Additionally, the form of this command contains tremendous insight concerning the fullness of the Spirit and God's desire for us. The injunction to "be filled with the Spirit" is in the present tense, indicating an ongoing condition. It could be translated "be always being filled." This imperative is a call to a way of living, not merely certain events as they happen. It is the will of God that we actually live, day by day, more and more, by the fullness of the Spirit's empowering work. We should humbly pray for the fullness of the Holy Spirit as we face each day, each challenge and each opportunity of life.
Be filled with the Spirit, speaking to one another in psalms and hymns and spiritual songs, singing and making melody in your heart to the Lord, giving thanks always for all things to God the Father in the name of our Lord Jesus Christ, submitting to one another in the fear of God.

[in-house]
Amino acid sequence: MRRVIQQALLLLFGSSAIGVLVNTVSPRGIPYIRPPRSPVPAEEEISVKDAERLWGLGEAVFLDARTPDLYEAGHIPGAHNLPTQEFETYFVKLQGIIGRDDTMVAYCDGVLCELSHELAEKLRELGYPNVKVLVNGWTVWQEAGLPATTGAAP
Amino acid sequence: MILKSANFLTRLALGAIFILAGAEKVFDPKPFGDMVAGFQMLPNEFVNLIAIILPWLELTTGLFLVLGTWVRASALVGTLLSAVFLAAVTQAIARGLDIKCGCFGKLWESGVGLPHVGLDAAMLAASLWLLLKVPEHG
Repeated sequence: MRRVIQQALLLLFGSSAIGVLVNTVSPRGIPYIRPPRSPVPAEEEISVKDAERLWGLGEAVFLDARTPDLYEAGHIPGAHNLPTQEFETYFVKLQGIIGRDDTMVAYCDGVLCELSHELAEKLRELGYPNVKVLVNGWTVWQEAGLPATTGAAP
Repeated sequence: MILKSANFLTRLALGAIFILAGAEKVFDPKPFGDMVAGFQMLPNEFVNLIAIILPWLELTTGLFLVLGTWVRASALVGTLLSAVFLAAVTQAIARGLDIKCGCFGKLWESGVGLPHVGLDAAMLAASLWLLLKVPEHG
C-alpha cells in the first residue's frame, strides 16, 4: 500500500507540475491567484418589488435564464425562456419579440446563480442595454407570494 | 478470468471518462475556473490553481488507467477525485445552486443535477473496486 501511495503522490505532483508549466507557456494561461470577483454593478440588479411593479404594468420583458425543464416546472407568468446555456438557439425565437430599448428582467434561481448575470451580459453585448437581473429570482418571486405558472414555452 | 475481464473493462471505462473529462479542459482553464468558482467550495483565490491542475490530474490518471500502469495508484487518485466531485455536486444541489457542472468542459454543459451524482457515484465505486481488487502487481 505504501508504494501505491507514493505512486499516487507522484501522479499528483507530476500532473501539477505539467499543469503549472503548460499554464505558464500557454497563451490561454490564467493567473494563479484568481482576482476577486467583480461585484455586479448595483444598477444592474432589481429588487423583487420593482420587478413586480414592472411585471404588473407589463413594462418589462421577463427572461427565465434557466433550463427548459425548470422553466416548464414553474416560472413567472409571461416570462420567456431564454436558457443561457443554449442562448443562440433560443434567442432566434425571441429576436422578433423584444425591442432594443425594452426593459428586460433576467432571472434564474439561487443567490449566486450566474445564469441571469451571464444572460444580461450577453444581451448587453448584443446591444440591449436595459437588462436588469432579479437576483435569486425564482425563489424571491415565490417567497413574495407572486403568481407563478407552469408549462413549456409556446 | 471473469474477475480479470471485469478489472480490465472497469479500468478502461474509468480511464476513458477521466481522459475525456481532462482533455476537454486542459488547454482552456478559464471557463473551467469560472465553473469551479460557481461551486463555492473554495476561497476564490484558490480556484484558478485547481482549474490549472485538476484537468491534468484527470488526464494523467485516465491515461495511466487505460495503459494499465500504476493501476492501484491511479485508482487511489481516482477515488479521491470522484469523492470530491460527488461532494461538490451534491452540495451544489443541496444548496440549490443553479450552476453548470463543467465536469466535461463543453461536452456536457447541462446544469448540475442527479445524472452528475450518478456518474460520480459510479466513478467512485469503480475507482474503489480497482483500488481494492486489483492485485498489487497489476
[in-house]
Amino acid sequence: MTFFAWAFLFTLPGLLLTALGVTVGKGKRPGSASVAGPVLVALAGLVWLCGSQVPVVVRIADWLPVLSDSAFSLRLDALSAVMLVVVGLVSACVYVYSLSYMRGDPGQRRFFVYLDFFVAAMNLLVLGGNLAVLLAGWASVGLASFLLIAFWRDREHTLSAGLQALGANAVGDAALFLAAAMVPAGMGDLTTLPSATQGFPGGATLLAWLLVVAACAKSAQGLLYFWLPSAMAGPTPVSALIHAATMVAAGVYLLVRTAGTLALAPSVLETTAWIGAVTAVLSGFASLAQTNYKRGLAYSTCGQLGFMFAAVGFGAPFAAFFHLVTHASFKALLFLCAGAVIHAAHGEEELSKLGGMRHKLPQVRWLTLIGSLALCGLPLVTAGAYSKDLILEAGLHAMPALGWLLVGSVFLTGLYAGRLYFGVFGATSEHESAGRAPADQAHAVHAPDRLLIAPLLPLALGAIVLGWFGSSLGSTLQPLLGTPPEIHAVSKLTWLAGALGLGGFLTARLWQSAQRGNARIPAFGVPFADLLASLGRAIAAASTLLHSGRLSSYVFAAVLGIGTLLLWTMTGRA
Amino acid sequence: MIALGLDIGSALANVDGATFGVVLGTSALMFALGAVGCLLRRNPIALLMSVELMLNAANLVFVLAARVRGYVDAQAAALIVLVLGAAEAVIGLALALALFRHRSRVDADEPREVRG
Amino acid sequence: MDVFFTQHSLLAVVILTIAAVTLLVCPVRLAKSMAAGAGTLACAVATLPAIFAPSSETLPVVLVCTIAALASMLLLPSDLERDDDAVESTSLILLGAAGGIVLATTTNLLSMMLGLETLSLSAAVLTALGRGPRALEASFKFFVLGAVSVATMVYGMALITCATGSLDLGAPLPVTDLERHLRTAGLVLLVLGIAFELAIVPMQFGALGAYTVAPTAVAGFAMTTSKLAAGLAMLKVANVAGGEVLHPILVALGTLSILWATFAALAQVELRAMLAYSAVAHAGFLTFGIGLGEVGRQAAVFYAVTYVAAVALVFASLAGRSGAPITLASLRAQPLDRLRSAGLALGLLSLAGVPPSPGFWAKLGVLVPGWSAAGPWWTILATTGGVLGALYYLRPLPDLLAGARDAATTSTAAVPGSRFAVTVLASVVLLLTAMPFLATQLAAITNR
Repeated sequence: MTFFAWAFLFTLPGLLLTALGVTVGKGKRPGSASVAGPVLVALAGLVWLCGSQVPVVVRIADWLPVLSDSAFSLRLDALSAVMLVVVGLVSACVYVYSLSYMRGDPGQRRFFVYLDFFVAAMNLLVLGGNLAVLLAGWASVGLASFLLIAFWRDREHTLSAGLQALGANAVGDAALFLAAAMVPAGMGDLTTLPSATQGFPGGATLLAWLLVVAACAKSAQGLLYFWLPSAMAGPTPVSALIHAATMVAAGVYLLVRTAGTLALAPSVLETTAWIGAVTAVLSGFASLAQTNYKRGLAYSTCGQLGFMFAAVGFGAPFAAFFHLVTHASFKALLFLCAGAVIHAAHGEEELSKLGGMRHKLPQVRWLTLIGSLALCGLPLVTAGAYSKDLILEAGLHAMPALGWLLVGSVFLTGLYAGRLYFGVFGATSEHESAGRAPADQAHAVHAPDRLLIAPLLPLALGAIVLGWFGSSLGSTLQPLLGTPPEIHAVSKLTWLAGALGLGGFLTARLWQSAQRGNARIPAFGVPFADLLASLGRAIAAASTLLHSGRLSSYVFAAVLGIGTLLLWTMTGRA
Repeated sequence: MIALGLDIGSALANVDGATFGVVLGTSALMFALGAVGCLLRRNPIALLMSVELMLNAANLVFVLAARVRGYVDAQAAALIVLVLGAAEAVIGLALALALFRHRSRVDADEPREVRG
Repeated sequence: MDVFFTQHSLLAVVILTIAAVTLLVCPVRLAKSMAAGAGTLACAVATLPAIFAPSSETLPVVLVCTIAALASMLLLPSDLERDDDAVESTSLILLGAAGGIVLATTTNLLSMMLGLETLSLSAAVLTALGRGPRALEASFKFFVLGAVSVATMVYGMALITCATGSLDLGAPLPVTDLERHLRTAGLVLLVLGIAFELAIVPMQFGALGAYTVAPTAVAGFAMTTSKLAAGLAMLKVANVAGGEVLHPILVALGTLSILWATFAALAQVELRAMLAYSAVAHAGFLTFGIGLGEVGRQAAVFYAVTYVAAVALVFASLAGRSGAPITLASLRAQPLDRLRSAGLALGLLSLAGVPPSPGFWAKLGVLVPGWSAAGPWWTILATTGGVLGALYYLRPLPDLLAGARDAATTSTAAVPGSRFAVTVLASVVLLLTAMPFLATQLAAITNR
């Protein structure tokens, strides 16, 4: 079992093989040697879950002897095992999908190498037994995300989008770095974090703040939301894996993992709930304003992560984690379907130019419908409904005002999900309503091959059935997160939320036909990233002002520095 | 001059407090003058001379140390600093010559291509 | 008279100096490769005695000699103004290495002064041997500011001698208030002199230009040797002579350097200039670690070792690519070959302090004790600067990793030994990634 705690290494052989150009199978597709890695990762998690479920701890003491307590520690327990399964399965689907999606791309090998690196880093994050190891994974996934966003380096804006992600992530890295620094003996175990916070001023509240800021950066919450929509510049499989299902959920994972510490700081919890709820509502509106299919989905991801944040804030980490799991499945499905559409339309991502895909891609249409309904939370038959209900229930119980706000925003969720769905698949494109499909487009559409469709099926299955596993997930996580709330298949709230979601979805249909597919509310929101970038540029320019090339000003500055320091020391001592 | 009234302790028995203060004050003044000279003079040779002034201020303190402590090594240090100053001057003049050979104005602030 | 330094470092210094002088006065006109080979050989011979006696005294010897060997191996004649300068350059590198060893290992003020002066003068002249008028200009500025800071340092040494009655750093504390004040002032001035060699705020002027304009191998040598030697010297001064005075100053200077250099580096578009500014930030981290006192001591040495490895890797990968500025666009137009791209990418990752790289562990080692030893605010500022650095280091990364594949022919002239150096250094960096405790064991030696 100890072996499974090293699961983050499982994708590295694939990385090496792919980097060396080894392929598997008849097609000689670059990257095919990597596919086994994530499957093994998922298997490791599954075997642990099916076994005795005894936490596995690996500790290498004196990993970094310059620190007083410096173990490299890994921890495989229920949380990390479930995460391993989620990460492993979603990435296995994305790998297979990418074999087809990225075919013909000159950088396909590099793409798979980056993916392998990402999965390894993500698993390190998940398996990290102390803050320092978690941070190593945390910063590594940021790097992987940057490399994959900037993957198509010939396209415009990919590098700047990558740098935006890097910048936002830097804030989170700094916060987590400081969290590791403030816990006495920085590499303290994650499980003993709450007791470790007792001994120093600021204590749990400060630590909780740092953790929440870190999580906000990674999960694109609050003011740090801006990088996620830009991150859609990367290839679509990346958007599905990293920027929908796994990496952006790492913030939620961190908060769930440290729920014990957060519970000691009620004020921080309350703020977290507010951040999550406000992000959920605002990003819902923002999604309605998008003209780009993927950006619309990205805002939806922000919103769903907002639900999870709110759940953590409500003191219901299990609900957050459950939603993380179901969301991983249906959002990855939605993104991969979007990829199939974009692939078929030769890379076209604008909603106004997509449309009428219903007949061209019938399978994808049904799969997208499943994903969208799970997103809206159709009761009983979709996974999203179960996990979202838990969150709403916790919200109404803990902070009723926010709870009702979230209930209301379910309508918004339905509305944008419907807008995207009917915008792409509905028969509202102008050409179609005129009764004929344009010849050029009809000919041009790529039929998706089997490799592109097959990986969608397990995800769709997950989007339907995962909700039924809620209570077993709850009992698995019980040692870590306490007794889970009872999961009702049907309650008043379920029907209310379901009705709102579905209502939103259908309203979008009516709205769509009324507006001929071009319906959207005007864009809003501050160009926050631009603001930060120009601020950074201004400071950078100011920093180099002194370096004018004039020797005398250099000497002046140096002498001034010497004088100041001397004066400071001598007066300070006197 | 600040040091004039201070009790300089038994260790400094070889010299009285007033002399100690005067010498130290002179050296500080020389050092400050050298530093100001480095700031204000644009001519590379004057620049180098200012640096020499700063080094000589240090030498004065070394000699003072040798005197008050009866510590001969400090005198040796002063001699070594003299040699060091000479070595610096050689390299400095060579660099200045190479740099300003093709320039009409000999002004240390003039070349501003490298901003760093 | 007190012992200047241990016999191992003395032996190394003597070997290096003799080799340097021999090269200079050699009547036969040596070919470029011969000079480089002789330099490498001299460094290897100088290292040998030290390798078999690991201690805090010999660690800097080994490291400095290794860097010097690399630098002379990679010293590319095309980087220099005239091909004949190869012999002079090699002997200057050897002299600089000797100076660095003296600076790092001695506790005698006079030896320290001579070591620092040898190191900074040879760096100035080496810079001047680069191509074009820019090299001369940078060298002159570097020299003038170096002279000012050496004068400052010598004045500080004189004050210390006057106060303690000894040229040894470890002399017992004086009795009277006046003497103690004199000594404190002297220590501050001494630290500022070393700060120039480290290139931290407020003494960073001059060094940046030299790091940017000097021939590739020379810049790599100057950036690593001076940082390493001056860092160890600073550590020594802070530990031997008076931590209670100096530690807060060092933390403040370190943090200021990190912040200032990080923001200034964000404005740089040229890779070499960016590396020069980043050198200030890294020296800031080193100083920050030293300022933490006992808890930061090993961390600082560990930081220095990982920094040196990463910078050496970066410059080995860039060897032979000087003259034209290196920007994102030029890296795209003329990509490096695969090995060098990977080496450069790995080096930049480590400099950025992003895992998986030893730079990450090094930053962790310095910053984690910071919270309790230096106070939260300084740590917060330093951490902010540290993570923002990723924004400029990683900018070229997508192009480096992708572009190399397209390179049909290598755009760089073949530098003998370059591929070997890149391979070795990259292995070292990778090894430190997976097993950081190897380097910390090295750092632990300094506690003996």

When a person is filled with the Holy Spirit, what will the results be in his life? What evidences will develop to validate the work of the Spirit in fullness? In some church traditions, which give considerable attention to the fullness of the Spirit, limited evidences are stressed such as those often mentioned in Acts: tongues, prophecy, or boldness. As important as these are the full biblical picture is much larger than this viewpoint.
Ephesians 5:18-21 is a classic example of the scriptures broad perspective on this subject. In Ephesians 5:18, the command is given to "be filled with the Spirit." The subsequent verses (Ephesians 5:19-21) list the spiritual consequences that will follow in a life that is characteristically Spirit filled.